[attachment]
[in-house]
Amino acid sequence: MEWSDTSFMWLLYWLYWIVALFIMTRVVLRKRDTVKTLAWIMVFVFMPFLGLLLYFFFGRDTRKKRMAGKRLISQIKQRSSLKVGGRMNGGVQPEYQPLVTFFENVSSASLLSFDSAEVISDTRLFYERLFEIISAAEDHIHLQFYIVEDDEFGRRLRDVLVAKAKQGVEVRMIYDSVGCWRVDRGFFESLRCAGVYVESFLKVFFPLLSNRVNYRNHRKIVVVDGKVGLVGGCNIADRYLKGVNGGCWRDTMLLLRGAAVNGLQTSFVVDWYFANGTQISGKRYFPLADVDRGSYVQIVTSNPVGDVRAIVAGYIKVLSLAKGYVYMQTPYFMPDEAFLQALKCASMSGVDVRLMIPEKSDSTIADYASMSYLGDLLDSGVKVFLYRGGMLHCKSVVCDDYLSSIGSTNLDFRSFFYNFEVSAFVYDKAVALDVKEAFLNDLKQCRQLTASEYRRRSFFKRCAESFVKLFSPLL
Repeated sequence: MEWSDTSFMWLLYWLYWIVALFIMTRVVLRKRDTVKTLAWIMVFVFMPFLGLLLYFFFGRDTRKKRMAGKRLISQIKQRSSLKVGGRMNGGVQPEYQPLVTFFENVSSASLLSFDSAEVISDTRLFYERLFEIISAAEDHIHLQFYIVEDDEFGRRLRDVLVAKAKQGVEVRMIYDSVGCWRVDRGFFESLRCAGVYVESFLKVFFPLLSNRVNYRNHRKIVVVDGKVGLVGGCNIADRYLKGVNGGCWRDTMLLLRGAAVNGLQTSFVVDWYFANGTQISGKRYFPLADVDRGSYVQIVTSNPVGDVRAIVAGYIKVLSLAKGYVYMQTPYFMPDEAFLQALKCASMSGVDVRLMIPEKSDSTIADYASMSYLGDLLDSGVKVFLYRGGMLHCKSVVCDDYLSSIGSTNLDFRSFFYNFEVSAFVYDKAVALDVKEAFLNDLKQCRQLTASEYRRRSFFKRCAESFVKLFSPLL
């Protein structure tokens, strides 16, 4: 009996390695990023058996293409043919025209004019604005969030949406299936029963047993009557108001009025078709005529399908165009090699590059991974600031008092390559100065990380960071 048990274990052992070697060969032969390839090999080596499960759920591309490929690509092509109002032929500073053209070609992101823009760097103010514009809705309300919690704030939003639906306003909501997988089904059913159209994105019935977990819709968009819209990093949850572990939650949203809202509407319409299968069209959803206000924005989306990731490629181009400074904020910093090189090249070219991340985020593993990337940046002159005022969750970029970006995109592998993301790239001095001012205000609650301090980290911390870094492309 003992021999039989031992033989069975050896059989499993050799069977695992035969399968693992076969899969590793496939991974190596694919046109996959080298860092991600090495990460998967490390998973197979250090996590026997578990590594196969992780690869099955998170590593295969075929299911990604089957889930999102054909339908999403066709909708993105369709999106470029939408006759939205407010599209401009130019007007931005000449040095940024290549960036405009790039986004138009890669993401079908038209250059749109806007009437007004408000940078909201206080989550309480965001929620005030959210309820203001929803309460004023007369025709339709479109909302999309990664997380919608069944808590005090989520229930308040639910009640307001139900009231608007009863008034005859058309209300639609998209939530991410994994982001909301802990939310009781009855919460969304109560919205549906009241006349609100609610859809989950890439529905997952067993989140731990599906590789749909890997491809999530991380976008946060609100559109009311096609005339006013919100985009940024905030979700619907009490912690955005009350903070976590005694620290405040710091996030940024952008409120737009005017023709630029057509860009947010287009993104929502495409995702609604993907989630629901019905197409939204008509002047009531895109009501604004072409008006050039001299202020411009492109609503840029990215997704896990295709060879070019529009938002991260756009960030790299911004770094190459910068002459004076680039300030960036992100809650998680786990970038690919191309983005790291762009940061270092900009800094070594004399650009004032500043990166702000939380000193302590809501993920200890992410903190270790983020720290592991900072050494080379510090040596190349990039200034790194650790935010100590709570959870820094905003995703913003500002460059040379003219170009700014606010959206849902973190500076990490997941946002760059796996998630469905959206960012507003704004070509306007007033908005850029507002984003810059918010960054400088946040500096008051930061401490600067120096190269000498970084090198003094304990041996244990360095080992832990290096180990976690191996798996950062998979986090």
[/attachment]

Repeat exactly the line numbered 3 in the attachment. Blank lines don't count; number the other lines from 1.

Repeated sequence: MEWSDTSFMWLLYWLYWIVALFIMTRVVLRKRDTVKTLAWIMVFVFMPFLGLLLYFFFGRDTRKKRMAGKRLISQIKQRSSLKVGGRMNGGVQPEYQPLVTFFENVSSASLLSFDSAEVISDTRLFYERLFEIISAAEDHIHLQFYIVEDDEFGRRLRDVLVAKAKQGVEVRMIYDSVGCWRVDRGFFESLRCAGVYVESFLKVFFPLLSNRVNYRNHRKIVVVDGKVGLVGGCNIADRYLKGVNGGCWRDTMLLLRGAAVNGLQTSFVVDWYFANGTQISGKRYFPLADVDRGSYVQIVTSNPVGDVRAIVAGYIKVLSLAKGYVYMQTPYFMPDEAFLQALKCASMSGVDVRLMIPEKSDSTIADYASMSYLGDLLDSGVKVFLYRGGMLHCKSVVCDDYLSSIGSTNLDFRSFFYNFEVSAFVYDKAVALDVKEAFLNDLKQCRQLTASEYRRRSFFKRCAESFVKLFSPLL